Late winter snows could potentially preclude access to some higher elevation areas depending on weather conditions and snowmelt between now and the opener. The Hunt Planner is a good tool for showing different federal land ownership. For information on corporate timberland, visit websites for the Potlatch Timber Corporation and the Bennett Lumber Company.
– Dave Koehler, Regional Wildlife Biologist
Upper Snake Region
The Upper Snake Region generally has small populations mainly along the Henry’s Fork and South Fork of the Snake River.
With the late arrival of winter this year and lower than normal temperatures in February and March, we would anticipate some winter mortalities within the region. With above normal snowpack in higher elevations in many parts of the region, expect to find turkeys at lower elevations later into the season.
Anticipate stable to slightly declining turkey populations in the region for spring hunting.
– Curtis Hendricks, Upper Snake Region Wildlife Manager
Turkeys fared extremely well last spring/summer with high production and survival rates resulting in flock increases across the region.
Winter conditions were above average, however, turkey numbers were extremely high this past year, and despite some winter mortality, there should still be robust turkey populations for hunters to enjoy.
During the early period of the spring season, hunters might find turkey distributions to be slightly different due to lingering snow at higher elevations.
– Zach Lockyer, Regional Wildlife Manager
The turkey outlook in the Nampa subregion of the Southwest Region is good. Winter conditions have been mild in the valley and we expect high overwinter survival in GMU’s 38 and 39.
Additionally, 100 turkeys were trapped on private land near Parma (GMU 38) and relocated to public land on the South Fork Boise River below Anderson Ranch Dam (GMU 39).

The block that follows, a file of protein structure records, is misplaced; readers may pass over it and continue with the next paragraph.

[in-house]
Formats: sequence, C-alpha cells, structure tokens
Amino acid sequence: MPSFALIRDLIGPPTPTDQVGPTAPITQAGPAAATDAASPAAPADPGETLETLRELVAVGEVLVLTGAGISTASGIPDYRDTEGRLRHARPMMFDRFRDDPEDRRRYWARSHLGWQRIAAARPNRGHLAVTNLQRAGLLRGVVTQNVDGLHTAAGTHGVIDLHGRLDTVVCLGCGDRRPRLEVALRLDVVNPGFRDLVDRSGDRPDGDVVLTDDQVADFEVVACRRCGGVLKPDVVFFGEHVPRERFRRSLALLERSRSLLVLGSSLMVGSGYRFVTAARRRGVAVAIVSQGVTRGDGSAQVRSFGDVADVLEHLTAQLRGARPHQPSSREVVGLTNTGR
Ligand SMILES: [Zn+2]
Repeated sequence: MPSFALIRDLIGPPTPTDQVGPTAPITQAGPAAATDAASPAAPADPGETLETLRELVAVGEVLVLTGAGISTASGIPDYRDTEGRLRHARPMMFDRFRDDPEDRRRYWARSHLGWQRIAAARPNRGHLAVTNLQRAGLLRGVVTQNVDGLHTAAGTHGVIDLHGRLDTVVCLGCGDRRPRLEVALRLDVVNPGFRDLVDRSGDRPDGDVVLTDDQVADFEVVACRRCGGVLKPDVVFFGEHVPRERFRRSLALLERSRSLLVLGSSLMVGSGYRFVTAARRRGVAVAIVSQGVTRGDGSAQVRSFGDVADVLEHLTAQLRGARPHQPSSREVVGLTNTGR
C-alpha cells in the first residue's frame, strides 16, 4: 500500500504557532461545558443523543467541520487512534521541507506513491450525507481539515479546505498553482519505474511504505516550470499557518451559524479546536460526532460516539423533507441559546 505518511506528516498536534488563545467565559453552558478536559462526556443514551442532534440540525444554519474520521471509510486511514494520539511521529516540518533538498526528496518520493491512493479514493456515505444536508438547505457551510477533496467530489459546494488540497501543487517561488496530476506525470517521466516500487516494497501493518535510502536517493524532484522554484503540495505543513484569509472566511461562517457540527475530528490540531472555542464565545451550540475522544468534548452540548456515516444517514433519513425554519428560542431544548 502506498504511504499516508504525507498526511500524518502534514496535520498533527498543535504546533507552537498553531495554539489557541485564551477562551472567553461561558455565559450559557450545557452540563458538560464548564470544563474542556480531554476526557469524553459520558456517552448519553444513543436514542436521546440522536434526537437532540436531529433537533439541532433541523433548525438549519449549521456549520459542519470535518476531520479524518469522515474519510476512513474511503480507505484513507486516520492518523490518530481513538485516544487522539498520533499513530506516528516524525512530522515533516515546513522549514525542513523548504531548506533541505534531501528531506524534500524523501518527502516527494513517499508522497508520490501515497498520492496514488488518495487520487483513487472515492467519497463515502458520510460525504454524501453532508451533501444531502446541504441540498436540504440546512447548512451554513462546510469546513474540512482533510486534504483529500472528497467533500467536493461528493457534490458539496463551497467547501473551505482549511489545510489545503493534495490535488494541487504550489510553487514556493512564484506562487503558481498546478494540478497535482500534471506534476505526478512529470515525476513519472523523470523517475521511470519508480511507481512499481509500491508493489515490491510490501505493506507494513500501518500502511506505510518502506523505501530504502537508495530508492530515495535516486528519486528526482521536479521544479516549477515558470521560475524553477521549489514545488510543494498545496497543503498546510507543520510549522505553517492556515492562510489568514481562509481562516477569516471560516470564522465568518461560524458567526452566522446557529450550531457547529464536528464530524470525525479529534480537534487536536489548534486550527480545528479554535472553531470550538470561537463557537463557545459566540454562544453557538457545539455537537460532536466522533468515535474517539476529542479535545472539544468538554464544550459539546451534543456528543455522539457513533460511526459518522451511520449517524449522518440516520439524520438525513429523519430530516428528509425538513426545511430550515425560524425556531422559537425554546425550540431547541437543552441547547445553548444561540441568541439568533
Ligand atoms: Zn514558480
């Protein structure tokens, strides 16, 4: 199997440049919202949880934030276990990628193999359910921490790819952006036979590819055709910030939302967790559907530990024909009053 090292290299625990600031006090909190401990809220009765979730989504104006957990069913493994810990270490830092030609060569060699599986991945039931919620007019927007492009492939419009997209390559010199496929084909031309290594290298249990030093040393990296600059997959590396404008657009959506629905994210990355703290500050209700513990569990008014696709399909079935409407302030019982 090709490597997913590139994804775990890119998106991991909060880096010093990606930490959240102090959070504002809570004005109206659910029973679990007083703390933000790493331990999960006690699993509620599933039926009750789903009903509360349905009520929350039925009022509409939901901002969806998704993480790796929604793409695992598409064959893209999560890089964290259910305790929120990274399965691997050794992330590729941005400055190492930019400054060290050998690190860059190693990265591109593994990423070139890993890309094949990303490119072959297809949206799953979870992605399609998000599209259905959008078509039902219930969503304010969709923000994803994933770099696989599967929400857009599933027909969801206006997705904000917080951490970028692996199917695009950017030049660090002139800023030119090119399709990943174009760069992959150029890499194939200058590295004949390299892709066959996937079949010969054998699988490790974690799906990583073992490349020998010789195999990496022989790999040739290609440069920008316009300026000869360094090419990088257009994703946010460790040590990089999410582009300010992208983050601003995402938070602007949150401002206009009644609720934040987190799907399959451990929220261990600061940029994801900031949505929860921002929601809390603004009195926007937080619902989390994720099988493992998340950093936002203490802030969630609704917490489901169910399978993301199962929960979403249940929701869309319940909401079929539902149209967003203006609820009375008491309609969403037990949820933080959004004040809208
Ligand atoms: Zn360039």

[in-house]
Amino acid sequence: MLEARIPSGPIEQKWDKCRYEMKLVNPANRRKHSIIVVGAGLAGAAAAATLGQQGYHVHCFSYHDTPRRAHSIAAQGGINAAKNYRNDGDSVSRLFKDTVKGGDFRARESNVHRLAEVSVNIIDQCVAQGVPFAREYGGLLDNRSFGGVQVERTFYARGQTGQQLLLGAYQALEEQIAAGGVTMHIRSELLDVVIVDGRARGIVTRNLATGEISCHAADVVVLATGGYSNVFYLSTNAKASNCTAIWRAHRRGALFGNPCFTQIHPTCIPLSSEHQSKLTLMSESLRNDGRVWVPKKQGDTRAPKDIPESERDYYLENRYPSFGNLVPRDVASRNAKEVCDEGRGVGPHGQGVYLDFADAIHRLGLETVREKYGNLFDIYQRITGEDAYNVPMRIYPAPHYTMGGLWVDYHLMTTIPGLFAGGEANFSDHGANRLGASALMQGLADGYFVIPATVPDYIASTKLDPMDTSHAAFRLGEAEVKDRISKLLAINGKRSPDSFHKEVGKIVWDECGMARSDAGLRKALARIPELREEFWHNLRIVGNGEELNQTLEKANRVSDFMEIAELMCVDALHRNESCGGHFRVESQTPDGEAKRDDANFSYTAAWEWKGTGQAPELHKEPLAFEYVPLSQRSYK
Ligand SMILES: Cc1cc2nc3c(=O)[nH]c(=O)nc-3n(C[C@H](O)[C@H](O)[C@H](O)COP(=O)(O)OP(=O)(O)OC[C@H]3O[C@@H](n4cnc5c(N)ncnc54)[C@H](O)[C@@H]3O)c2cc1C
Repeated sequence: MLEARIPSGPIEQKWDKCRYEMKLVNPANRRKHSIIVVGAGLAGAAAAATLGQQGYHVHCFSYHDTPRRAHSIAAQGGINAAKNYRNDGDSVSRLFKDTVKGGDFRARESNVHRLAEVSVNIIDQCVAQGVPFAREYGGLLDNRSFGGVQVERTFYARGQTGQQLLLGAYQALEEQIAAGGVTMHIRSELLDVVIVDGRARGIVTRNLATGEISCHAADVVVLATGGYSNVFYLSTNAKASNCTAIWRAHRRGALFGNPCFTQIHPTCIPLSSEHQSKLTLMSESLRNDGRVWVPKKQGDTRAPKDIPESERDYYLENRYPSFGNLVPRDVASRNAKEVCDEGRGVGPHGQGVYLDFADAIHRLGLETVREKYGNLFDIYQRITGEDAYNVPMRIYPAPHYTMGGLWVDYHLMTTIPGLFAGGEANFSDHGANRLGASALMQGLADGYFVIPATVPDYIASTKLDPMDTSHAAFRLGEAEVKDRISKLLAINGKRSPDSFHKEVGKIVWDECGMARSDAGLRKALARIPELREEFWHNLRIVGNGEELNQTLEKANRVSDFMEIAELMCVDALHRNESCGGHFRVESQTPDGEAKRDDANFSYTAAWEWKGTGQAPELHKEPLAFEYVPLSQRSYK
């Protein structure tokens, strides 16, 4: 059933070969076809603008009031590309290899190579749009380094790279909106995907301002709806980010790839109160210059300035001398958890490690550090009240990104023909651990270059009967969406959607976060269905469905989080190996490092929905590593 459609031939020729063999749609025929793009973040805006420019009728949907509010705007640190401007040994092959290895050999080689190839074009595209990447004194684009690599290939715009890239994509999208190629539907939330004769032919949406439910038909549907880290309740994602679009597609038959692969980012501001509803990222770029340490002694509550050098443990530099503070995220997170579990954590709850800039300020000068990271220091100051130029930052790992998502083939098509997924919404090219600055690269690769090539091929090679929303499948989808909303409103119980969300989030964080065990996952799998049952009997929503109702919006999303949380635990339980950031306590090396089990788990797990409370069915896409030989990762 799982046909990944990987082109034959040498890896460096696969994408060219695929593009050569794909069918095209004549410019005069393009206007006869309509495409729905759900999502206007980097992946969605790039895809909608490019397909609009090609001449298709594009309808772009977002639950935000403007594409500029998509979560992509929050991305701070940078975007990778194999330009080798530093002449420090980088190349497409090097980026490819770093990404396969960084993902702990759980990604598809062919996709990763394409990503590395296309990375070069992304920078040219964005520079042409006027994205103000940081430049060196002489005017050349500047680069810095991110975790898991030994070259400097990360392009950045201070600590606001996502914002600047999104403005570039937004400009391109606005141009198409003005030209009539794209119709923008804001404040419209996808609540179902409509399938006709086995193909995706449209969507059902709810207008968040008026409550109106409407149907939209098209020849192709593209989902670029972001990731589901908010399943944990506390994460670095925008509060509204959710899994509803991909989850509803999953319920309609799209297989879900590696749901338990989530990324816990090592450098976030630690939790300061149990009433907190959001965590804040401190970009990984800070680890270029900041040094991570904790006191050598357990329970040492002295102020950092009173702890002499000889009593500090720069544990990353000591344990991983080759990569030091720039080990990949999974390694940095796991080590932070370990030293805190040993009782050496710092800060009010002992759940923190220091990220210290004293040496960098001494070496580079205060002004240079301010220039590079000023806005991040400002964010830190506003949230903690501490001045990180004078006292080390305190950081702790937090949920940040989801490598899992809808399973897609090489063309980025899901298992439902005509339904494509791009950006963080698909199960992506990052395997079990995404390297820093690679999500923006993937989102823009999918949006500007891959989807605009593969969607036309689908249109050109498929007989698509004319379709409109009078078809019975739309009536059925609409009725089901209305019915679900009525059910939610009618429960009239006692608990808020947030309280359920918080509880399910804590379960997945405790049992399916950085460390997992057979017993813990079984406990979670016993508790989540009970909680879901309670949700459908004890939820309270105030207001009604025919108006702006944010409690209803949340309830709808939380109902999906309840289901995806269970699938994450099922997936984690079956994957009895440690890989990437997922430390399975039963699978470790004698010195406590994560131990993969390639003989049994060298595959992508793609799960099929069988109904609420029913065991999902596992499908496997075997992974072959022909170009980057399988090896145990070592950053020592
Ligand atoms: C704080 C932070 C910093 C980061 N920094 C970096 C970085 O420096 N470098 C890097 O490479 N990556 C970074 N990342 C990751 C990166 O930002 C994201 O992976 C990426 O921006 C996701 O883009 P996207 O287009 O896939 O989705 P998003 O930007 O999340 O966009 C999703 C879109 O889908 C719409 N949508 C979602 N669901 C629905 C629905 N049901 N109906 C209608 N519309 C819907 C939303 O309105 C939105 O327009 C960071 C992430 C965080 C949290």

Turkeys have been faring well in the Treasure Valley for several years and numbers are up. Spring turkey hunting throughout the area should be good this spring.
– Rick Ward, Regional Wildlife Manager, Nampa Subregion
Turkey numbers are increasing throughout occupied parts of the Southwest Region. Although many areas saw deep snow this winter, it came late and stayed for a relatively short time, so did not adversely affect turkey populations in most places.
Units 22, 31, 32A and 23 all have general spring turkey hunts, as does a portion of Unit 32. In areas around Cecil D. Andrus WMA, Cambridge, Weiser and Midvale, most turkeys will be at low elevations during the early part of the spring season.
Motorized travel is restricted on Andrus WMA until May 1, but walk-in hunting is welcome. In addition, there is turkey hunting available on Access Yes properties near Cambridge, Indian Valley, and New Meadows.
– Regan Berkley, Regional Wildlife Manager, McCall Subregion
The region has low turkey densities, about 400 in Custer County and about 125 to 225 in Lemhi County. There are limited controlled hunts for these birds.
The region likely had some late winter mortality but hunting success rates should remain good. Access will not be a problem due to snow.
– Greg Painter, Salmon Region Wildlife Manager
Magic Valley Region
The region has a limited number of turkeys in Unit 54, with most residing on the west side of the unit. Turkeys are limited to controlled hunts only in the region, and normal survival is anticipated after the winter.
– Mark Fleming, Regional Wildlife Habitat Manager